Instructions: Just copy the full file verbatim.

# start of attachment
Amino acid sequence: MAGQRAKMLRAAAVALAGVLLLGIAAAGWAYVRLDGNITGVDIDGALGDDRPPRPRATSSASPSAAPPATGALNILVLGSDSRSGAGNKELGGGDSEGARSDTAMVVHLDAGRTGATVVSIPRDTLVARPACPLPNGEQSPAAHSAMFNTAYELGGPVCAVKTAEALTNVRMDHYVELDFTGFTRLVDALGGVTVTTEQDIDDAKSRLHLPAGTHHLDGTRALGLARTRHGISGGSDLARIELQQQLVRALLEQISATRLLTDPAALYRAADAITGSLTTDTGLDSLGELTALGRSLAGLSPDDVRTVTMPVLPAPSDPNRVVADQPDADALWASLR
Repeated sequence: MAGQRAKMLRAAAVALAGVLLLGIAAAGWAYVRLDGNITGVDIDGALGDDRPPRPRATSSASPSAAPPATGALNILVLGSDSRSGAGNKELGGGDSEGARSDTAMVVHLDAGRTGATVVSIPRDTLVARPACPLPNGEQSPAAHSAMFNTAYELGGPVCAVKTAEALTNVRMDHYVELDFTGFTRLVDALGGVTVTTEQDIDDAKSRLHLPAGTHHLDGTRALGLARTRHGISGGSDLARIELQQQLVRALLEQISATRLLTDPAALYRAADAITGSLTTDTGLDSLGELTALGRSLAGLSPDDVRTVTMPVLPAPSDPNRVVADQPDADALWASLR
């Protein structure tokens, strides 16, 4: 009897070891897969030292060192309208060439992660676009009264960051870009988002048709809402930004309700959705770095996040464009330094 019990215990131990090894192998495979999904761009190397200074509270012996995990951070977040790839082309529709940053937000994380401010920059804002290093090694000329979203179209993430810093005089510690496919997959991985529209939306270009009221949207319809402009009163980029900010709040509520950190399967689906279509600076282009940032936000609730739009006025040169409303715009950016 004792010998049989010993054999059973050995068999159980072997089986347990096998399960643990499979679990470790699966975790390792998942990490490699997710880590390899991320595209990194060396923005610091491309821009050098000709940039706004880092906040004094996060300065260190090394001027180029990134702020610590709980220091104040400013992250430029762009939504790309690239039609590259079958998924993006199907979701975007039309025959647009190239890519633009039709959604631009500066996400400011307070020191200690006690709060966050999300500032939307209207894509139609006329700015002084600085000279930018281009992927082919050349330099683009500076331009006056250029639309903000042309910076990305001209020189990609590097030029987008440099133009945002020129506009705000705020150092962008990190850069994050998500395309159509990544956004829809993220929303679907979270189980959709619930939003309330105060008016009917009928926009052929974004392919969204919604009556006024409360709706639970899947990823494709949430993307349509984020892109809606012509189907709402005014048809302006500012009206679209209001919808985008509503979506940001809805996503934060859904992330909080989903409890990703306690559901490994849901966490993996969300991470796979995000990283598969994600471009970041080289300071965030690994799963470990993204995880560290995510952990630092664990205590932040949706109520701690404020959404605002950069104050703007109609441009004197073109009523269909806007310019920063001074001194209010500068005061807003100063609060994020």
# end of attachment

Amino acid sequence: MAGQRAKMLRAAAVALAGVLLLGIAAAGWAYVRLDGNITGVDIDGALGDDRPPRPRATSSASPSAAPPATGALNILVLGSDSRSGAGNKELGGGDSEGARSDTAMVVHLDAGRTGATVVSIPRDTLVARPACPLPNGEQSPAAHSAMFNTAYELGGPVCAVKTAEALTNVRMDHYVELDFTGFTRLVDALGGVTVTTEQDIDDAKSRLHLPAGTHHLDGTRALGLARTRHGISGGSDLARIELQQQLVRALLEQISATRLLTDPAALYRAADAITGSLTTDTGLDSLGELTALGRSLAGLSPDDVRTVTMPVLPAPSDPNRVVADQPDADALWASLR
Repeated sequence: MAGQRAKMLRAAAVALAGVLLLGIAAAGWAYVRLDGNITGVDIDGALGDDRPPRPRATSSASPSAAPPATGALNILVLGSDSRSGAGNKELGGGDSEGARSDTAMVVHLDAGRTGATVVSIPRDTLVARPACPLPNGEQSPAAHSAMFNTAYELGGPVCAVKTAEALTNVRMDHYVELDFTGFTRLVDALGGVTVTTEQDIDDAKSRLHLPAGTHHLDGTRALGLARTRHGISGGSDLARIELQQQLVRALLEQISATRLLTDPAALYRAADAITGSLTTDTGLDSLGELTALGRSLAGLSPDDVRTVTMPVLPAPSDPNRVVADQPDADALWASLR
């Protein structure tokens, strides 16, 4: 009897070891897969030292060192309208060439992660676009009264960051870009988002048709809402930004309700959705770095996040464009330094 019990215990131990090894192998495979999904761009190397200074509270012996995990951070977040790839082309529709940053937000994380401010920059804002290093090694000329979203179209993430810093005089510690496919997959991985529209939306270009009221949207319809402009009163980029900010709040509520950190399967689906279509600076282009940032936000609730739009006025040169409303715009950016 004792010998049989010993054999059973050995068999159980072997089986347990096998399960643990499979679990470790699966975790390792998942990490490699997710880590390899991320595209990194060396923005610091491309821009050098000709940039706004880092906040004094996060300065260190090394001027180029990134702020610590709980220091104040400013992250430029762009939504790309690239039609590259079958998924993006199907979701975007039309025959647009190239890519633009039709959604631009500066996400400011307070020191200690006690709060966050999300500032939307209207894509139609006329700015002084600085000279930018281009992927082919050349330099683009500076331009006056250029639309903000042309910076990305001209020189990609590097030029987008440099133009945002020129506009705000705020150092962008990190850069994050998500395309159509990544956004829809993220929303679907979270189980959709619930939003309330105060008016009917009928926009052929974004392919969204919604009556006024409360709706639970899947990823494709949430993307349509984020892109809606012509189907709402005014048809302006500012009206679209209001919808985008509503979506940001809805996503934060859904992330909080989903409890990703306690559901490994849901966490993996969300991470796979995000990283598969994600471009970041080289300071965030690994799963470990993204995880560290995510952990630092664990205590932040949706109520701690404020959404605002950069104050703007109609441009004197073109009523269909806007310019920063001074001194209010500068005061807003100063609060994020």